A Common Identity, Our Unique Calling


When we speak of Spiritual Gifts, we are talking about those unique gifts and talents that the Lord gives to us to use for His purpose and glory.  For some it is teaching, shepherding, and leading.  Others may be gifted in prayer, hospitality, and service.  There are many gifts, just as there are many parts of the body.  While together we represent the body, our individual gifts are like the body parts working in accordance to their gifts.  The eye doesn’t do the work of the heart, each must do it’s part:

1 Corinthians 12:12-27 (NIRV)

One Body but Many Parts

12 There is one body, but it has many parts. But all its many parts make up one body. It is the same with Christ. 13 We were all baptized by one Holy Spirit. And so we are formed into one body. It didn’t matter whether we were Jews or Gentiles, slaves or free people. We were all given the same Spirit to drink. 14 So the body is not made up of just one part. It has many parts.

15 Suppose the foot says, “I am not a hand. So I don’t belong to the body.” By saying this, it cannot stop being part of the body. 16 And suppose the ear says, “I am not an eye. So I don’t belong to the body.” By saying this, it cannot stop being part of the body. 17 If the whole body were an eye, how could it hear? If the whole body were an ear, how could it smell? 18 God has placed each part in the body just as he wanted it to be. 19 If all the parts were the same, how could there be a body? 20 As it is, there are many parts. But there is only one body.

21 The eye can’t say to the hand, “I don’t need you!” The head can’t say to the feet, “I don’t need you!” 22 In fact, it is just the opposite. The parts of the body that seem to be weaker are the ones we can’t do without. 23 The parts that we think are less important we treat with special honor. The private parts aren’t shown. But they are treated with special care. 24 The parts that can be shown don’t need special care. But God has put together all the parts of the body. And he has given more honor to the parts that didn’t have any. 25 In that way, the parts of the body will not take sides. All of them will take care of one another. 26 If one part suffers, every part suffers with it. If one part is honored, every part shares in its joy.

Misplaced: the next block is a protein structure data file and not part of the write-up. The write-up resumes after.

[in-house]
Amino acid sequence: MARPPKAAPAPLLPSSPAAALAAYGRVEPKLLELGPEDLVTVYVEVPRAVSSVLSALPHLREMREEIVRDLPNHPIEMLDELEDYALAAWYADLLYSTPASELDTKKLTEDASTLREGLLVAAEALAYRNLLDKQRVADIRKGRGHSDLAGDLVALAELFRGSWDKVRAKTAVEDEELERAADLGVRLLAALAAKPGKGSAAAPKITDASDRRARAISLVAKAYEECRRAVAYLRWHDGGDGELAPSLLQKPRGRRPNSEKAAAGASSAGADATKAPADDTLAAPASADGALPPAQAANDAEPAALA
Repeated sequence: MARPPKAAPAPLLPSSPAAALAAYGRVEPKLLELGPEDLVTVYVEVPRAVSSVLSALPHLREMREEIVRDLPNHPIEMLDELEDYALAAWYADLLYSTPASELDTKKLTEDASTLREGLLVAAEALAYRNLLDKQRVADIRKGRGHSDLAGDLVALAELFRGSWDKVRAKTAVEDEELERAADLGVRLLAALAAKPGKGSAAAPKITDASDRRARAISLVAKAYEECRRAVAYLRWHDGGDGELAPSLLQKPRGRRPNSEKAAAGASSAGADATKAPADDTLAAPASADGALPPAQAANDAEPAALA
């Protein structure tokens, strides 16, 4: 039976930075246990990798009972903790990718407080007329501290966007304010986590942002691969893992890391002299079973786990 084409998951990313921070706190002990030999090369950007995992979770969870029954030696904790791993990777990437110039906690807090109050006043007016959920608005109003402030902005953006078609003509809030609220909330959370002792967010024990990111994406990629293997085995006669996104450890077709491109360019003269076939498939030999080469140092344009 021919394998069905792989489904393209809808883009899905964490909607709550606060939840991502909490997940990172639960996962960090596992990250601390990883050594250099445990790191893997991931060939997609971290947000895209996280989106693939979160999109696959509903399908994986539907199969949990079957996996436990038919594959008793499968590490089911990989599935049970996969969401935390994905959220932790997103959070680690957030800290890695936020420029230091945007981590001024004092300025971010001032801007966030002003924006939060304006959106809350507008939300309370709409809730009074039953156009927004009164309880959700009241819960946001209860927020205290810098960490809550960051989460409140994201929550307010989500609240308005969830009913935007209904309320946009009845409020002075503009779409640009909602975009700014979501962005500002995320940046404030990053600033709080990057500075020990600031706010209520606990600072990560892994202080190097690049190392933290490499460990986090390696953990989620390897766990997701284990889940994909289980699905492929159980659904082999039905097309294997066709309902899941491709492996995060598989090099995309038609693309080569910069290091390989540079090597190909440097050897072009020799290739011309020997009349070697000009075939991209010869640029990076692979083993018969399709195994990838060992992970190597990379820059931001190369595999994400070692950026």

27 You are the body of Christ. Each one of you is a part of it.

What does this mean for our ministries?

Imagine what would happen in your city, if every Women’s Ministry (or Church) decided it would focus on helping the homeless.  That is a noble cause!  But, what about the orphans?  The widows?  The disabled?  What about the kids who need to hear those VBS lessons?  What about the unexpected pregnancies?  Or, the women who are in recovery?

If we all focused on just one particular group, the results for that group would be amazing.  However, the impact on the other groups would be devastating.

As ministries, when we embrace our unique calling as a collective group, we divide the load.  Many hands do make light work, but many hands also reach more people… different people… in different ways.

How do we know our calling and live it out as a ministry?

Seek the Lord – begin your search for understanding by coming to the Lord in prayer.  Ask Him to reveal to you the needs in your community, your place in the church and community, and how he would have you serve.

Speak to Your Pastor –  it is important to understand that if your ministry is underneath the authority of the church that you should be supporting the vision/calling of your church.  If your church is called to reaching the community for Christ, then your mission as a ministry is to reach women for Christ.  If your church has a heart for those who are orphaned, in foster care, etc. then so should your ministry.  If your ministry is not under the authority of the church, seek God for further clarity.

Test the Women – if you have not done it yet, have your women take a spiritual gifts test.  By identifying their individual gifting you can see how they can fit within the existing ministry or expand the reach of your ministry.

Connect with Other Leaders –  make it a point to get to know other ministry leaders in your area.  If you see that multiple ministries are already serving one group of people well, you can look at other groups that need service.  If a need presents itself in the community that is too big for one group to handle alone, partner up.

There are some churches and organizations that have the means (resources and people) to have a vision/mission/calling that has a broader casting.  That is ok!  Perhaps it is time for a NEW ministry to be apart of your church, or a new group to be served.  The point is that we are intentional about how we serve in our community by seeking the Lord and through communication between our Pastors and community leaders.